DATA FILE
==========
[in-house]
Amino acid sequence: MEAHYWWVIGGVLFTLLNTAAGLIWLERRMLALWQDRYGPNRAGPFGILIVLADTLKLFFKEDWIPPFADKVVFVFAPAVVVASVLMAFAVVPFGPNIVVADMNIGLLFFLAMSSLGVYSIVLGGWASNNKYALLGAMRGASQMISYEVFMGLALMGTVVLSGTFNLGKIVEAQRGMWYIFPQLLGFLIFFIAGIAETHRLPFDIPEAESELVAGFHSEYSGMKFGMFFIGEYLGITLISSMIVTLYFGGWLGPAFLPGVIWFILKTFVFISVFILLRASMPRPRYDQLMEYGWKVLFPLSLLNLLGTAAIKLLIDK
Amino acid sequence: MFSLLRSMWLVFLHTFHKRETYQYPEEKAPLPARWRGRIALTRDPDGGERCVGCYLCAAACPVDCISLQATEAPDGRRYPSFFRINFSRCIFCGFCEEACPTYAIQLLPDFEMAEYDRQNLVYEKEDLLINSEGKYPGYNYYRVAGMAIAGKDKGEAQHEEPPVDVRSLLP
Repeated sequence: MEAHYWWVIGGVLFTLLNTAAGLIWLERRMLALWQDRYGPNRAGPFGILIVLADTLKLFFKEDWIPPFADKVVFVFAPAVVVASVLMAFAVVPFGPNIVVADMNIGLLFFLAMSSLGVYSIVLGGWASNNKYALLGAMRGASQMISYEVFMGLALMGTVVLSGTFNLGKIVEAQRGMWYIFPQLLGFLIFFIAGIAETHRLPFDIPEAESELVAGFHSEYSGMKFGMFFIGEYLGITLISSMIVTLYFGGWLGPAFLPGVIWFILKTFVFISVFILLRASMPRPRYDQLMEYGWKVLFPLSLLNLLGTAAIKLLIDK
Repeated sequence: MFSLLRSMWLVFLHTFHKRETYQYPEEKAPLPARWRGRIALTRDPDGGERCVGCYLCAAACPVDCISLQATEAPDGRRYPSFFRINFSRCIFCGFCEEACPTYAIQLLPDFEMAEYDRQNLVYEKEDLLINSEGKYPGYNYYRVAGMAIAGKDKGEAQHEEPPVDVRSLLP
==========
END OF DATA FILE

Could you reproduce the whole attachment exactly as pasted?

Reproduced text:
[in-house]
Amino acid sequence: MEAHYWWVIGGVLFTLLNTAAGLIWLERRMLALWQDRYGPNRAGPFGILIVLADTLKLFFKEDWIPPFADKVVFVFAPAVVVASVLMAFAVVPFGPNIVVADMNIGLLFFLAMSSLGVYSIVLGGWASNNKYALLGAMRGASQMISYEVFMGLALMGTVVLSGTFNLGKIVEAQRGMWYIFPQLLGFLIFFIAGIAETHRLPFDIPEAESELVAGFHSEYSGMKFGMFFIGEYLGITLISSMIVTLYFGGWLGPAFLPGVIWFILKTFVFISVFILLRASMPRPRYDQLMEYGWKVLFPLSLLNLLGTAAIKLLIDK
Amino acid sequence: MFSLLRSMWLVFLHTFHKRETYQYPEEKAPLPARWRGRIALTRDPDGGERCVGCYLCAAACPVDCISLQATEAPDGRRYPSFFRINFSRCIFCGFCEEACPTYAIQLLPDFEMAEYDRQNLVYEKEDLLINSEGKYPGYNYYRVAGMAIAGKDKGEAQHEEPPVDVRSLLP
Repeated sequence: MEAHYWWVIGGVLFTLLNTAAGLIWLERRMLALWQDRYGPNRAGPFGILIVLADTLKLFFKEDWIPPFADKVVFVFAPAVVVASVLMAFAVVPFGPNIVVADMNIGLLFFLAMSSLGVYSIVLGGWASNNKYALLGAMRGASQMISYEVFMGLALMGTVVLSGTFNLGKIVEAQRGMWYIFPQLLGFLIFFIAGIAETHRLPFDIPEAESELVAGFHSEYSGMKFGMFFIGEYLGITLISSMIVTLYFGGWLGPAFLPGVIWFILKTFVFISVFILLRASMPRPRYDQLMEYGWKVLFPLSLLNLLGTAAIKLLIDK
Repeated sequence: MFSLLRSMWLVFLHTFHKRETYQYPEEKAPLPARWRGRIALTRDPDGGERCVGCYLCAAACPVDCISLQATEAPDGRRYPSFFRINFSRCIFCGFCEEACPTYAIQLLPDFEMAEYDRQNLVYEKEDLLINSEGKYPGYNYYRVAGMAIAGKDKGEAQHEEPPVDVRSLLP